SAN FRANCISCO — Phil Simms has a long list of topics he expects to discuss on Sunday during his broadcast of Super Bowl 50. Peyton Manning’s potentially final game will not be one of them.
“It’s the Super Bowl, it’s big enough,” Simms said at a CBS event on Monday. “I don’t know that we have to get into whether he’s going to retire or not.”
There has been plenty of speculation that Manning will call it a career after this game, especially if he wins a second Super Bowl ring. There also are those who believe that Manning needs that second ring to be considered a true great of the game. Simms dismissed that idea, just as Eli Manning did last week. But Simms also said a win would not elevate Manning any higher.
“What can Peyton Manning do in the game that can change the way you think of him?” Simms said. “I use the analogy, he’s been to the plate 5,000 times, so we’re going to judge and change everything according to this one more at-bat?
“He’s done everything there is to do. He’s changed NFL football probably as much or more than any player who has ever been in the league in history. He’s changed the quarterback position, he’s changed the way coaches coach, and his accomplishments are — he has records that I don’t know will ever be broken. To me, there is nothing he can do [on Sunday)] that will change the way I think of his career, him as a person or his legacy.”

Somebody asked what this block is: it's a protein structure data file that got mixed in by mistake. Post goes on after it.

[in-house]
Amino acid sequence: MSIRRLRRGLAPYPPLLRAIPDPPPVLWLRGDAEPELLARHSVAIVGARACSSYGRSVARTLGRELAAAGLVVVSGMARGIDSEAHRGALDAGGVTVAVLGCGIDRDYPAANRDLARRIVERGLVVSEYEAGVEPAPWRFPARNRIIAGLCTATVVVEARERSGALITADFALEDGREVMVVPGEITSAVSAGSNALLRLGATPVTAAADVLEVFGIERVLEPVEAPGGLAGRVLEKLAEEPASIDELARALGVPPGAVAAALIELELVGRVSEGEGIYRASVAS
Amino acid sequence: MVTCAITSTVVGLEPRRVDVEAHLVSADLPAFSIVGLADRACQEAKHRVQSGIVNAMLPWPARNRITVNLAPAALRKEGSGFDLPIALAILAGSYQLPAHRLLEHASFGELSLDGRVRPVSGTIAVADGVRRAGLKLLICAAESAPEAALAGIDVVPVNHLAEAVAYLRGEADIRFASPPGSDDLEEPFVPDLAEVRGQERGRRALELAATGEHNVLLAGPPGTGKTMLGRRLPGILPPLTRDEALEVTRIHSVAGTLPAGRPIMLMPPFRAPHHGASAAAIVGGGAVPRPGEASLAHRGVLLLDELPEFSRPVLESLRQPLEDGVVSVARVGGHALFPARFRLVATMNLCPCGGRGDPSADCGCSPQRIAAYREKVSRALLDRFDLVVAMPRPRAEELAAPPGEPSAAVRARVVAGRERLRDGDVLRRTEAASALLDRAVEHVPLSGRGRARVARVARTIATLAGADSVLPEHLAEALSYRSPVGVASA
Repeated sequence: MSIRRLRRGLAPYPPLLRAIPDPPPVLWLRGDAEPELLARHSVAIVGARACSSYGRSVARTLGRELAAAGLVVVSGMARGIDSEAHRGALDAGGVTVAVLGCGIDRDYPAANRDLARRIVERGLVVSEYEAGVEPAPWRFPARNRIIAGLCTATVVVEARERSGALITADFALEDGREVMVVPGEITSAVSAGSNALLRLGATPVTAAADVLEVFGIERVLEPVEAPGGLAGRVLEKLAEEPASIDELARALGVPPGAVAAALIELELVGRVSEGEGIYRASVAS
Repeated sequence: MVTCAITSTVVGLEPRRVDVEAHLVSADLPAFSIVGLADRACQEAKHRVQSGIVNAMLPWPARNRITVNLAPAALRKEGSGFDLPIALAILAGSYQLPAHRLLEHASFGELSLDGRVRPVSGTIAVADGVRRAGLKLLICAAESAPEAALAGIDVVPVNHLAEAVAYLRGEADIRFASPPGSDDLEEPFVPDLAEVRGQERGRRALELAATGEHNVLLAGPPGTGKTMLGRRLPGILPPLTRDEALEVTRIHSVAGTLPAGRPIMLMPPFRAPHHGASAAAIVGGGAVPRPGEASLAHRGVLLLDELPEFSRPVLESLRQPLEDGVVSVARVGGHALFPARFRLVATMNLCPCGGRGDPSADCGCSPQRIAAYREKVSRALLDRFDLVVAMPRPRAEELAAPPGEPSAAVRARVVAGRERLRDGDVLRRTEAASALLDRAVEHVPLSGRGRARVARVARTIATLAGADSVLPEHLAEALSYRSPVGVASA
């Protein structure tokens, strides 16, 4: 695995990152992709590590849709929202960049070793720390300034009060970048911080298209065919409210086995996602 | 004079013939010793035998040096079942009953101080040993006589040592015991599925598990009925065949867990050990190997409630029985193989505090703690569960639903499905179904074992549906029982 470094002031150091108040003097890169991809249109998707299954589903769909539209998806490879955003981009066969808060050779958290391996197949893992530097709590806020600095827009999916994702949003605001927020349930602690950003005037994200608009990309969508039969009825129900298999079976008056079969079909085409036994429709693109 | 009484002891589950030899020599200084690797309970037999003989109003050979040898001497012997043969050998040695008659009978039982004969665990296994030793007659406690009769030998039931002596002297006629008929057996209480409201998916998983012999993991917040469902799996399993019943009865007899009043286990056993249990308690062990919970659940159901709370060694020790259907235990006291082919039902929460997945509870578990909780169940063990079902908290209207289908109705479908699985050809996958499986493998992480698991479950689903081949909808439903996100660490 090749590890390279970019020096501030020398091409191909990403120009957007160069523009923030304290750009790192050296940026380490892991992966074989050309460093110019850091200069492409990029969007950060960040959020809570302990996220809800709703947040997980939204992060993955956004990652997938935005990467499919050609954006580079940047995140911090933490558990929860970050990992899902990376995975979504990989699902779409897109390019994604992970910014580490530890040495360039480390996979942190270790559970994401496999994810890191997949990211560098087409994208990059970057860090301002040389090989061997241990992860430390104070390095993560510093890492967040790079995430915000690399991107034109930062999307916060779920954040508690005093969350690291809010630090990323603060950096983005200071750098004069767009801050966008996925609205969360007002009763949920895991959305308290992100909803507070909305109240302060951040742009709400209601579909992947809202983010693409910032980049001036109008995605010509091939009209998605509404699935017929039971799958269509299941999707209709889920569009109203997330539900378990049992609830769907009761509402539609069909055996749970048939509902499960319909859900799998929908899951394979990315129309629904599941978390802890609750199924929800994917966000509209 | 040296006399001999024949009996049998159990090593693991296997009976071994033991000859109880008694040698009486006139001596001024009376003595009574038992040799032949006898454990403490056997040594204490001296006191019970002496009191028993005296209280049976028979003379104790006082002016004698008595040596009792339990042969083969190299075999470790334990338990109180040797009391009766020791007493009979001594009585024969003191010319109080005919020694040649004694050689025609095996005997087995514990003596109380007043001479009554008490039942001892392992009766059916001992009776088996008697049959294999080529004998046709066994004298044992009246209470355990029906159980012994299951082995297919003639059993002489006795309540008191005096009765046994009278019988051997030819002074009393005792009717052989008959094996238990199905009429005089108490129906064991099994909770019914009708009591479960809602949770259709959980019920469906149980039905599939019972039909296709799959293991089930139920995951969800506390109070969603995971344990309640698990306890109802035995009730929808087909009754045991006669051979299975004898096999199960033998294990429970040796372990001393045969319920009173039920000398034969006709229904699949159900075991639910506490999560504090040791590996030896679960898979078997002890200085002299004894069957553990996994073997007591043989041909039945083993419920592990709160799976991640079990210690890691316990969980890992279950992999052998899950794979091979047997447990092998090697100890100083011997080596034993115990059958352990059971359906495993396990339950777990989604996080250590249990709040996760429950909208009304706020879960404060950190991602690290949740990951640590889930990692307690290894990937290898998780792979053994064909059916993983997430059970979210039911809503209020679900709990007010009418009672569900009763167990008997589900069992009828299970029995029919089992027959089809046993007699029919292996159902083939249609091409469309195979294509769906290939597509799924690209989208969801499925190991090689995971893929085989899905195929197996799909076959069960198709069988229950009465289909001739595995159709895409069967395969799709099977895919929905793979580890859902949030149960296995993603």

While Simms won’t have much to say about Manning, he promised that he will go into many of his perspectives on the other Super Bowl quarterback, Cam Newton, and “how he carries himself as an NFL quarterback.”
“I can relate to it as an ex-player, as a broadcaster, as a father,” Simms said. “There are a lot of ways to look at this. I’m going to answer the question strongly on Sunday.”
That analysis will come on Sunday. As for Monday, Simms was content to talk about Newton’s athleticism.
“Somebody said to me, ‘He has so much fun playing the game,’ ” he said. “I said, ‘Well, no kidding, I would have fun, too, if I was the best player out there.’
“For everybody it’s a struggle. For almost everybody on the field, it’s play-to-play, year-to-year. You just struggle and hang.
“Guys like Cam Newton, Michael Jordan, of course they enjoy what they do, because they’re the best. His talent is overwhelming. It’s like me going in the driveway and playing against my son when he was 9 years old in basketball. I scored at will. ‘What do you think about that, son?’ I was having a heck of a time.”
Simms said he has “probably not” seen a quarterback as gifted as Newton, but he suspects that there were some who could have come close if they played today. He mentioned Terry Bradshaw, who could “throw it just like Cam Newton and might have been faster.”
“There’s been some phenomenal physical freaks in the past but we never got to see their whole talent because the game was so different,” he said.
Newton’s celebrations are different, too, and draw as much attention as his play.
How would Bills Parcells — Simms’ hard-nosed, old-school, Hall of Fame coach — have reacted if Simms danced and preened the way Newton does?
“Let’s put it this way,” Simms said. “Let’s say I was as talented as Cam Newton and I was running and throwing touchdowns and doing everything that he does. Bill would go: ‘Atta way, son! Keep it going!’ ”